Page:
Do You Check Out Of Hotels Before Leaving? Here’s How To Save A Little Time

Did you know that you don’t have to check out of a hotel (most of the time) but that you still should anyway?

When I’m ready to leave most hotels in the United States, I don’t go down to the front desk, stand in line, and wait to check out. I just leave. But that doesn’t mean I don’t let them know I’m leaving.

I don’t waste time, but I still don’t quite endorse the idea that you should not have to check out at all.

Life pro tip: you don’t have to check out of hotels.

You can just leave. It is awesome

— How to Make Friends (@nickgraynews) December 30, 2022

There are two reasons to let the hotel know that you’re leaving your room and not returning:

  • It’s polite to the next guest so the room can be turned over for check-in. You want people to do this for you, as well, so that you do not have to wait on a room to be cleaned.

  • To check your folio for errors, and make sure you’re not being overcharged. (It may also be the easiest and surest way to get a receipt if you need to account for the stay for work.)
  • When hotels know you’ve left the room they can clean it in the most efficient order. That helps them make effective use of housekeeping staff, holds their housekeeping costs down, and makes it easier for them to… provide housekeeping, something you also want them to do.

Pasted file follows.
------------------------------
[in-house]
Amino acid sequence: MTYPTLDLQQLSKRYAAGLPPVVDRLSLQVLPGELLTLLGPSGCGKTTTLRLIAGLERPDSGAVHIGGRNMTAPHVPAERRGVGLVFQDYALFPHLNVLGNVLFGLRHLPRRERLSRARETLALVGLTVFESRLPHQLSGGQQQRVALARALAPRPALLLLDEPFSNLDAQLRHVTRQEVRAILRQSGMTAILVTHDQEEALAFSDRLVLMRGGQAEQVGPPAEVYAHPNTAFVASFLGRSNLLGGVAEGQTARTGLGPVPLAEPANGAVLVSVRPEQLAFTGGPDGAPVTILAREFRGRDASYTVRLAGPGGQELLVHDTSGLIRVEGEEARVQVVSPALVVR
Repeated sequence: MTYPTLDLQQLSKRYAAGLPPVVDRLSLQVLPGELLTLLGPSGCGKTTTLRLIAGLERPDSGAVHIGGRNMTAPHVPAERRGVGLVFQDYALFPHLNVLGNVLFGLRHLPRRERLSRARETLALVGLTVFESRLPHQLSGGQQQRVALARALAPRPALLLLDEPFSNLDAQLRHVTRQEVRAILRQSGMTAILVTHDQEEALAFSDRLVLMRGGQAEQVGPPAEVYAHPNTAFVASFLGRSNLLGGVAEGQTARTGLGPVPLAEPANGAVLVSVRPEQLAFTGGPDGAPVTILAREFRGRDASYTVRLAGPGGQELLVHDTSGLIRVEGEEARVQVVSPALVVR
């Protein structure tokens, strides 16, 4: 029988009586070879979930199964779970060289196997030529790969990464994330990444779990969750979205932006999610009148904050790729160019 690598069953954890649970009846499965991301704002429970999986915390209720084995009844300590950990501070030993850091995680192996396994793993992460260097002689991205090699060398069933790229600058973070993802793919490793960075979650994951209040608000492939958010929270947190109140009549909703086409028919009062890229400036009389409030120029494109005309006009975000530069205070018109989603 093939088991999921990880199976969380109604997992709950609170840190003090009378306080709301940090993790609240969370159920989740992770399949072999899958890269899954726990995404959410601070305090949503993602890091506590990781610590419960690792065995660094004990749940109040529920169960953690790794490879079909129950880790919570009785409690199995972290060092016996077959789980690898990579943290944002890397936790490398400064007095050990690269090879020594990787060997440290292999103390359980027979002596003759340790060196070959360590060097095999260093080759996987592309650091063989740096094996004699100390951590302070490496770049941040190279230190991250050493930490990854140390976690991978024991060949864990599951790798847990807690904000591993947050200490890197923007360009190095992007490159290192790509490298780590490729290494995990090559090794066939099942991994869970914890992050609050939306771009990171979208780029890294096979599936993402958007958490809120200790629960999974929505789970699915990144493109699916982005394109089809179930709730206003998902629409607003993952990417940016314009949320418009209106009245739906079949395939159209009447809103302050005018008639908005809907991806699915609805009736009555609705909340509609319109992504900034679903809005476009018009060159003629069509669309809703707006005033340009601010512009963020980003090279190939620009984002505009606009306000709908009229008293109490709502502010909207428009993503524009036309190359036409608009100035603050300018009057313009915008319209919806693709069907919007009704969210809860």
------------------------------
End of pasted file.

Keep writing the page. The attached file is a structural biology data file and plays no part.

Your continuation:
Nonetheless I find it is best to check out online when possible. You don’t have to check out, but it benefits the hotel when you do, so the hotel should make it as easy as possible for you to do so. I don’t even want to call down to the desk, often waiting interminably for someone to pick up, and then get transferred to someone else who doesn’t pick up.

    On a recent stay customer service was really effectively provided via text, with responses in moments. Online wasn’t an option but I texted that I was leaving and would they email a folio? The bill showed up in my inbox minutes later.

    Checking out should be a fast procedure, not a sit down give minute affair with reams of paper and re-running the same credit card. And in some parts of the world, notably Asia, hotel checkouts are both much more expected and more laborious. Life doesn’t have to be that way.

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